The constitution specifies the state is secular and protects the rights of all citizens to exercise their religious beliefs, consistent with the nation’s laws. Religious groups, other than Roman Catholics, Protestants, and Muslims, must register with the government in a protracted procedure that includes providing the religious credentials of leadership, financial information, and plans for religious facilities and satisfying the government’s ethical criteria. Several religious groups applied for registration, but the government had not approved any applications by year’s end. The government was considering a new law regulating worship practices, including means of addressing disputes between religious groups, and solicited input on the legislation from representatives of 11 religious federations.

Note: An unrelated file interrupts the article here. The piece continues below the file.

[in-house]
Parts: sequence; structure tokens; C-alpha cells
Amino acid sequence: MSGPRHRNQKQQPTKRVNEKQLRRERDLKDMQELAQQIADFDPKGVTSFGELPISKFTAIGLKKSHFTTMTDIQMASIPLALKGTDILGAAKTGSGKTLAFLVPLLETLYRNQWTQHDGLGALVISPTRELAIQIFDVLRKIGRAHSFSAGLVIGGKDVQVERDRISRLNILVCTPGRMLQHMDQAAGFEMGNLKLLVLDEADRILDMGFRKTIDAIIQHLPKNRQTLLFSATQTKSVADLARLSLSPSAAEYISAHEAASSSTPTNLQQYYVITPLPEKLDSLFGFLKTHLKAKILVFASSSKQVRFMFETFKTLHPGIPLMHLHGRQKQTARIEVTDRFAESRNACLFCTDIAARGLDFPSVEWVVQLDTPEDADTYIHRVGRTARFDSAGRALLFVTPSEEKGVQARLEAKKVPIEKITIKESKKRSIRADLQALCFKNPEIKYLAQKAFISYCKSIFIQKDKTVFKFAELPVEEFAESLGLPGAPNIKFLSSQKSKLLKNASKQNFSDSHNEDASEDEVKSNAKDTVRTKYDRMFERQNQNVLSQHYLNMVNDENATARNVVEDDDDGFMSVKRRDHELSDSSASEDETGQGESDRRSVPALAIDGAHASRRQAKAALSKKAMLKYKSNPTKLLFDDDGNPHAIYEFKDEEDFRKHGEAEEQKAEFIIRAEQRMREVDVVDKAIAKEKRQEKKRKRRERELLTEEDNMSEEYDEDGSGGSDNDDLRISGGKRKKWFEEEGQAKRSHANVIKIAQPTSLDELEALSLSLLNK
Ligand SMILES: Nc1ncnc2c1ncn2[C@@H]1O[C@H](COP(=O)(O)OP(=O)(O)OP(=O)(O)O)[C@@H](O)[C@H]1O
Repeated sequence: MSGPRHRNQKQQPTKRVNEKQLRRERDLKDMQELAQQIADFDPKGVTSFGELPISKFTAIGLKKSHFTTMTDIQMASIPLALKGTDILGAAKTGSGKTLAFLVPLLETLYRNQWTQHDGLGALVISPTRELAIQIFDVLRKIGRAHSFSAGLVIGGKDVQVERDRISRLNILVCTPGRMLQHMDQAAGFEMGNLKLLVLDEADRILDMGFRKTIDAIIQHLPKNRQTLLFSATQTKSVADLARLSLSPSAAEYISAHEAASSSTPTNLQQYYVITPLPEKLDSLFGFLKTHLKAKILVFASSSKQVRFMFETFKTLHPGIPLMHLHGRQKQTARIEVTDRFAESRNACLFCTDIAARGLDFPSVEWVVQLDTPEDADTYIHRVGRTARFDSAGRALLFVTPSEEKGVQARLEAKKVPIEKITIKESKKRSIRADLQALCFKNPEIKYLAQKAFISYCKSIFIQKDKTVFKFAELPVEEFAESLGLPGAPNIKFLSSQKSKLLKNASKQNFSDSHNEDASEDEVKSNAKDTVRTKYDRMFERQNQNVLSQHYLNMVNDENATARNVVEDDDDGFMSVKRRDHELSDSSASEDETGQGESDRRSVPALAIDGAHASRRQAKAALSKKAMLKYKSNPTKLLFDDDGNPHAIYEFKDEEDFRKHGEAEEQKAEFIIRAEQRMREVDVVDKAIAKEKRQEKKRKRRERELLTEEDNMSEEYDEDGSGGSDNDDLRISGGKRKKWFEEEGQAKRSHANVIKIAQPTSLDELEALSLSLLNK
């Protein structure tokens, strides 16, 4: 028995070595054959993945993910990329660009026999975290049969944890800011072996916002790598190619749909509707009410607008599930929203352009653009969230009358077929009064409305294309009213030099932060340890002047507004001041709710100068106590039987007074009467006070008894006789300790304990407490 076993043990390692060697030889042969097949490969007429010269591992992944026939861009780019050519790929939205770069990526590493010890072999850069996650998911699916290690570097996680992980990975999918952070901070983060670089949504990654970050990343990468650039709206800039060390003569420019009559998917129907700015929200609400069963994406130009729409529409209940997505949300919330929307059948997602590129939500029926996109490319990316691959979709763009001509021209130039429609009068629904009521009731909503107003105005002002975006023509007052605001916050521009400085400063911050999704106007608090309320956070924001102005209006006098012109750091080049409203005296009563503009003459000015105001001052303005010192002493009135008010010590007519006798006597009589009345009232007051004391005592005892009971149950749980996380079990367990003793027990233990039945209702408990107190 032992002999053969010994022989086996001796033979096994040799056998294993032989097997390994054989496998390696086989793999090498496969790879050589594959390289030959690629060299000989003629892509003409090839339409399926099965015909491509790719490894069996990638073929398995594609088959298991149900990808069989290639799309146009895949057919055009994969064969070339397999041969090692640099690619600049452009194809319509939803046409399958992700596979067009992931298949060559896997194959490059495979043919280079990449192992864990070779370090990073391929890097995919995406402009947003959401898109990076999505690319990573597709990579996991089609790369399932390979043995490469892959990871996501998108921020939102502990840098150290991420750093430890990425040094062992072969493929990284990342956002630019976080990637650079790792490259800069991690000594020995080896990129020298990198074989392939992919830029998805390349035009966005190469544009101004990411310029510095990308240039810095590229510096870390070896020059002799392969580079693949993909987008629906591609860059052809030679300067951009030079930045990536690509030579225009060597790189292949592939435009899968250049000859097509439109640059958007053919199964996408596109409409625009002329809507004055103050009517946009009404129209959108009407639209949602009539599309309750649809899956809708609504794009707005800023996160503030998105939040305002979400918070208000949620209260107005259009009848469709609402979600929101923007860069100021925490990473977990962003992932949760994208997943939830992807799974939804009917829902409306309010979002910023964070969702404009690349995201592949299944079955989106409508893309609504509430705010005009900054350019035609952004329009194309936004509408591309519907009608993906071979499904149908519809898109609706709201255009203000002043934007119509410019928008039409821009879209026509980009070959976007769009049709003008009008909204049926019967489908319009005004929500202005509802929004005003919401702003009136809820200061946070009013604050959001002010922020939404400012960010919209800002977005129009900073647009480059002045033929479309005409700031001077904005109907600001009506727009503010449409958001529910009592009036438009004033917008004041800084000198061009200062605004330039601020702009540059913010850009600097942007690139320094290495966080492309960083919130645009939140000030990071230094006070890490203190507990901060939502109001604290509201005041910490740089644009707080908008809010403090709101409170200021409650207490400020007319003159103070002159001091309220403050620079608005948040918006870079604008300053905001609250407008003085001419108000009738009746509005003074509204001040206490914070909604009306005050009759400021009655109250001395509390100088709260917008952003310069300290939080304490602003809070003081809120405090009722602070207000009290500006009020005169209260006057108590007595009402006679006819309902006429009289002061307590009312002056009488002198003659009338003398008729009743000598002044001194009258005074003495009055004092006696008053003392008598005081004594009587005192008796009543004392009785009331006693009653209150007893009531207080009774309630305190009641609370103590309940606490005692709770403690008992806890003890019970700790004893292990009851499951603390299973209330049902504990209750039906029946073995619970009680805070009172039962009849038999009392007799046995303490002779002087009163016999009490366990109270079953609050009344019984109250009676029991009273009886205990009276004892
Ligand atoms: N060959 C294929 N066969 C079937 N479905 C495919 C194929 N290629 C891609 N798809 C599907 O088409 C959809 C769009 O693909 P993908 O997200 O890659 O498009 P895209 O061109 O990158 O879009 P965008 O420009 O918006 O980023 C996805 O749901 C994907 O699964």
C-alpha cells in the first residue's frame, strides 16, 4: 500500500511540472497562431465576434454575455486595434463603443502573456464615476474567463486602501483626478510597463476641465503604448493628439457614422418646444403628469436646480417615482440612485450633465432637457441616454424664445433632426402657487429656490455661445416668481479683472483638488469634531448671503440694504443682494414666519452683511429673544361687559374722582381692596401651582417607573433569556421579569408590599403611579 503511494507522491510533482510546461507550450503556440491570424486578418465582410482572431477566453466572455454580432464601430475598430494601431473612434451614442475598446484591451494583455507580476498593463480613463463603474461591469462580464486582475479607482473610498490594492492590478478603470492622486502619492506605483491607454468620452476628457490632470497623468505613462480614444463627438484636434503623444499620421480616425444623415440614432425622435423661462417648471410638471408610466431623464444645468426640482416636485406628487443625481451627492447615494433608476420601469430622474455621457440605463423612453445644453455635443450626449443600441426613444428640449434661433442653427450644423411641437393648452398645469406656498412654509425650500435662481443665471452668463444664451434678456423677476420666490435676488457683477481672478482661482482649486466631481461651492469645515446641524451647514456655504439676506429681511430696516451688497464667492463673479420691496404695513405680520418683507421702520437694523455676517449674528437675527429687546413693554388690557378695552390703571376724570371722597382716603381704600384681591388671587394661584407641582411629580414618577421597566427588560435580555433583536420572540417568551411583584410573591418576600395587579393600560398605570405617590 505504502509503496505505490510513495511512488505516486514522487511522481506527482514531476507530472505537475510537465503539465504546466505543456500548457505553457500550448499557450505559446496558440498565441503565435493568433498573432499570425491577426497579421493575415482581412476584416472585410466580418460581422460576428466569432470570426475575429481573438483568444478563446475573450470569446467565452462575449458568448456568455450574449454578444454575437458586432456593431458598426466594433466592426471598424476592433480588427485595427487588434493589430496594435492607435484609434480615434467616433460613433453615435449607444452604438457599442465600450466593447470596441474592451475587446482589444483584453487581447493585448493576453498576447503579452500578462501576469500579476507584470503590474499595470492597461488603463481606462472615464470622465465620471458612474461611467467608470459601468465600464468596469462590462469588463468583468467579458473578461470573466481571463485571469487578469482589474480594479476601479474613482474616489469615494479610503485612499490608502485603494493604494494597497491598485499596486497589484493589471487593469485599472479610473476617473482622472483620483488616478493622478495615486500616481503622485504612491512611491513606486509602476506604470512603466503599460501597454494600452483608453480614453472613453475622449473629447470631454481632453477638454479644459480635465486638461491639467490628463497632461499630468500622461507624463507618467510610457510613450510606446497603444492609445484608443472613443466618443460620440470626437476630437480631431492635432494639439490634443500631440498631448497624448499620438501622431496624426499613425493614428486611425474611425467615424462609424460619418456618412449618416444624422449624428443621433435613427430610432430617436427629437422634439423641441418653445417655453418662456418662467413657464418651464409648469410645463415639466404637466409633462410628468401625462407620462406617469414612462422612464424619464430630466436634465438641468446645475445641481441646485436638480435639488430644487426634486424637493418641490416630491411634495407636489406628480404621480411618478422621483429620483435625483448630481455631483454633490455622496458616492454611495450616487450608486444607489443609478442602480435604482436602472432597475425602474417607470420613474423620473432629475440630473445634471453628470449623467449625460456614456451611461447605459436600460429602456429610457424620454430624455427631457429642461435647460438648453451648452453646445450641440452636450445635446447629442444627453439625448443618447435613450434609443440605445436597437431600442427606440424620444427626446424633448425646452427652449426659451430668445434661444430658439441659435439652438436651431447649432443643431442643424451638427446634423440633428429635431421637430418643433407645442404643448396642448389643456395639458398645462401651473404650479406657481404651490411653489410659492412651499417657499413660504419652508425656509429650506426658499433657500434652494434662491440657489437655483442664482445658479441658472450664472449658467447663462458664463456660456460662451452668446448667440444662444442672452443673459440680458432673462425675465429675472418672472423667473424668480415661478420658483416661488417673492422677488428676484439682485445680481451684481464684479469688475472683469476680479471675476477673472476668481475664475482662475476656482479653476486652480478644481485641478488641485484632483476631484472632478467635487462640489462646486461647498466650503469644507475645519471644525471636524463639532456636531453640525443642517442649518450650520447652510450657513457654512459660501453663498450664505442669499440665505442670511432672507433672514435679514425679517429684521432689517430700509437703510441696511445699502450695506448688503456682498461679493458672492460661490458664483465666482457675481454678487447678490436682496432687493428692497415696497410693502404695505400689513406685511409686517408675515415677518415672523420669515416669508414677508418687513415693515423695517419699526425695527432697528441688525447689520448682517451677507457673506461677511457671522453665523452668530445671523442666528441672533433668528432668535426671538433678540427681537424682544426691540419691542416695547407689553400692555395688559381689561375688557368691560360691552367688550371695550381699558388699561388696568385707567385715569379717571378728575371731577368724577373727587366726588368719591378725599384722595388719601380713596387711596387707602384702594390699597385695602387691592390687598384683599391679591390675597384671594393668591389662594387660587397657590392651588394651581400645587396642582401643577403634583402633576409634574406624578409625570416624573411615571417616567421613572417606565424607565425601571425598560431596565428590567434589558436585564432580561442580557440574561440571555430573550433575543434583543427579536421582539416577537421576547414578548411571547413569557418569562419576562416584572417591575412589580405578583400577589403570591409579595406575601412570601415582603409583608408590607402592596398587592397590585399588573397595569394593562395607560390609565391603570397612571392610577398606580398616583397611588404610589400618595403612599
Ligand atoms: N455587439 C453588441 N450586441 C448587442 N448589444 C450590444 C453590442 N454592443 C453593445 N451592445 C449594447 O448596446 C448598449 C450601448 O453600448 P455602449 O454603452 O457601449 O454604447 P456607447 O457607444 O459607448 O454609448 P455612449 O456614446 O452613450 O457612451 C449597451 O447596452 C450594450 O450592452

There were occasional disputes among religious groups, frequently related to noise caused by religious celebrations, or competition for parishioners between churches. Members of different religious groups frequently attended each other’s ceremonies, and interfaith marriage was common.
The U.S. embassy met regularly with religious leaders to discuss religious freedom, and the Ambassador hosted a dinner in July for leaders from different religious groups and government officials, where he discussed interfaith respect and religious freedom.